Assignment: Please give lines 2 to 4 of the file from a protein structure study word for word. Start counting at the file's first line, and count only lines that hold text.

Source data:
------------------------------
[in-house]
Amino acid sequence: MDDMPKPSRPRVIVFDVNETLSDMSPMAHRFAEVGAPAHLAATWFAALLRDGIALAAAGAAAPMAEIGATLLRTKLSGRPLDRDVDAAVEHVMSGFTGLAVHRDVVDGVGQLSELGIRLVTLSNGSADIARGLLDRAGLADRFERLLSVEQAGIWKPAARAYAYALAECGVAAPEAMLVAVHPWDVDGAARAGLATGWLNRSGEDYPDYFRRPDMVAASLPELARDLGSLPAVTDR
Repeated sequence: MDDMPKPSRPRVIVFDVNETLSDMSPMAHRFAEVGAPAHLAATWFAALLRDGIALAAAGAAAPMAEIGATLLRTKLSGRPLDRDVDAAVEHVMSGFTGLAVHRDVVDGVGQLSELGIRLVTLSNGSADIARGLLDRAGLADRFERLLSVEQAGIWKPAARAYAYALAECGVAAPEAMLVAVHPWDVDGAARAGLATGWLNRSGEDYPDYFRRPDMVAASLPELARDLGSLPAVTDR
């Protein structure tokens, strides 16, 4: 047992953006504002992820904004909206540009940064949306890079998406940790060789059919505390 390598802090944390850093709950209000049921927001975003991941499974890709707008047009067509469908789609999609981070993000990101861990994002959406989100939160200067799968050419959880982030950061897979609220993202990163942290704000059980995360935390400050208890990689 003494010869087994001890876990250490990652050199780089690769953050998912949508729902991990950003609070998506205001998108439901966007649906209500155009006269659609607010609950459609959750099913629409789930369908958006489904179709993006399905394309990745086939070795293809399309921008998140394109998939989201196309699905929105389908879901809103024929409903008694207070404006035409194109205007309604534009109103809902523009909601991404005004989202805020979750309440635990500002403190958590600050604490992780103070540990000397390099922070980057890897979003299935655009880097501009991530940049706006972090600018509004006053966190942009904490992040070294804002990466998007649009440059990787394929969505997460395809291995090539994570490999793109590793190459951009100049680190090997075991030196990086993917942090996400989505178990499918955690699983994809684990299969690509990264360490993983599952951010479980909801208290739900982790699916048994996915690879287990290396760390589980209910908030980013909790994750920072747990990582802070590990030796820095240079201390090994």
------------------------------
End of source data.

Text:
Amino acid sequence: MDDMPKPSRPRVIVFDVNETLSDMSPMAHRFAEVGAPAHLAATWFAALLRDGIALAAAGAAAPMAEIGATLLRTKLSGRPLDRDVDAAVEHVMSGFTGLAVHRDVVDGVGQLSELGIRLVTLSNGSADIARGLLDRAGLADRFERLLSVEQAGIWKPAARAYAYALAECGVAAPEAMLVAVHPWDVDGAARAGLATGWLNRSGEDYPDYFRRPDMVAASLPELARDLGSLPAVTDR
Repeated sequence: MDDMPKPSRPRVIVFDVNETLSDMSPMAHRFAEVGAPAHLAATWFAALLRDGIALAAAGAAAPMAEIGATLLRTKLSGRPLDRDVDAAVEHVMSGFTGLAVHRDVVDGVGQLSELGIRLVTLSNGSADIARGLLDRAGLADRFERLLSVEQAGIWKPAARAYAYALAECGVAAPEAMLVAVHPWDVDGAARAGLATGWLNRSGEDYPDYFRRPDMVAASLPELARDLGSLPAVTDR
């Protein structure tokens, strides 16, 4: 047992953006504002992820904004909206540009940064949306890079998406940790060789059919505390 390598802090944390850093709950209000049921927001975003991941499974890709707008047009067509469908789609999609981070993000990101861990994002959406989100939160200067799968050419959880982030950061897979609220993202990163942290704000059980995360935390400050208890990689 003494010869087994001890876990250490990652050199780089690769953050998912949508729902991990950003609070998506205001998108439901966007649906209500155009006269659609607010609950459609959750099913629409789930369908958006489904179709993006399905394309990745086939070795293809399309921008998140394109998939989201196309699905929105389908879901809103024929409903008694207070404006035409194109205007309604534009109103809902523009909601991404005004989202805020979750309440635990500002403190958590600050604490992780103070540990000397390099922070980057890897979003299935655009880097501009991530940049706006972090600018509004006053966190942009904490992040070294804002990466998007649009440059990787394929969505997460395809291995090539994570490999793109590793190459951009100049680190090997075991030196990086993917942090996400989505178990499918955690699983994809684990299969690509990264360490993983599952951010479980909801208290739900982790699916048994996915690879287990290396760390589980209910908030980013909790994750920072747990990582802070590990030796820095240079201390090994």